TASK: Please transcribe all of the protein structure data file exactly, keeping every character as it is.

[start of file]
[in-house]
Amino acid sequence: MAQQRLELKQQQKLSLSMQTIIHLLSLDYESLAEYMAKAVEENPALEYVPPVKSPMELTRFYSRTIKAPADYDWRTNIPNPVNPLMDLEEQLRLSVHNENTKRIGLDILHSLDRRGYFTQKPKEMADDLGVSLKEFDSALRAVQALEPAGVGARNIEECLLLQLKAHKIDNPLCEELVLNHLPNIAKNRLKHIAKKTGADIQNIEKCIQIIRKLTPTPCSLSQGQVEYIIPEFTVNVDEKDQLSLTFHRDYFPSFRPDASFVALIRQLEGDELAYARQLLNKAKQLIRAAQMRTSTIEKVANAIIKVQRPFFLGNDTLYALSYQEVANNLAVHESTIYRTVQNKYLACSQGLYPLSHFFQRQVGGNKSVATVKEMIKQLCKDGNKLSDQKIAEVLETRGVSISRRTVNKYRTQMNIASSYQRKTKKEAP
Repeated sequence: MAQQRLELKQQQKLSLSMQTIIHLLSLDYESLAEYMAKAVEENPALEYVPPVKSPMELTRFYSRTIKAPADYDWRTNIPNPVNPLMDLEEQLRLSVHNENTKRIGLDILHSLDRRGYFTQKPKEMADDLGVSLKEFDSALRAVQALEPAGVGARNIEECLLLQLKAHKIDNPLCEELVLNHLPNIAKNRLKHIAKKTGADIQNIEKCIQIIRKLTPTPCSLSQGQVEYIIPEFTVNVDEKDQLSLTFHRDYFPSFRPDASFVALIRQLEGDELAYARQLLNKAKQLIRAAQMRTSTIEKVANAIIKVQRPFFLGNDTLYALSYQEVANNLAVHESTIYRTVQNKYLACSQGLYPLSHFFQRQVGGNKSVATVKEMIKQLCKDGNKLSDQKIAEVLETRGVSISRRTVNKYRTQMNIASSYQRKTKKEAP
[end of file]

[in-house]
Amino acid sequence: MAQQRLELKQQQKLSLSMQTIIHLLSLDYESLAEYMAKAVEENPALEYVPPVKSPMELTRFYSRTIKAPADYDWRTNIPNPVNPLMDLEEQLRLSVHNENTKRIGLDILHSLDRRGYFTQKPKEMADDLGVSLKEFDSALRAVQALEPAGVGARNIEECLLLQLKAHKIDNPLCEELVLNHLPNIAKNRLKHIAKKTGADIQNIEKCIQIIRKLTPTPCSLSQGQVEYIIPEFTVNVDEKDQLSLTFHRDYFPSFRPDASFVALIRQLEGDELAYARQLLNKAKQLIRAAQMRTSTIEKVANAIIKVQRPFFLGNDTLYALSYQEVANNLAVHESTIYRTVQNKYLACSQGLYPLSHFFQRQVGGNKSVATVKEMIKQLCKDGNKLSDQKIAEVLETRGVSISRRTVNKYRTQMNIASSYQRKTKKEAP
Repeated sequence: MAQQRLELKQQQKLSLSMQTIIHLLSLDYESLAEYMAKAVEENPALEYVPPVKSPMELTRFYSRTIKAPADYDWRTNIPNPVNPLMDLEEQLRLSVHNENTKRIGLDILHSLDRRGYFTQKPKEMADDLGVSLKEFDSALRAVQALEPAGVGARNIEECLLLQLKAHKIDNPLCEELVLNHLPNIAKNRLKHIAKKTGADIQNIEKCIQIIRKLTPTPCSLSQGQVEYIIPEFTVNVDEKDQLSLTFHRDYFPSFRPDASFVALIRQLEGDELAYARQLLNKAKQLIRAAQMRTSTIEKVANAIIKVQRPFFLGNDTLYALSYQEVANNLAVHESTIYRTVQNKYLACSQGLYPLSHFFQRQVGGNKSVATVKEMIKQLCKDGNKLSDQKIAEVLETRGVSISRRTVNKYRTQMNIASSYQRKTKKEAP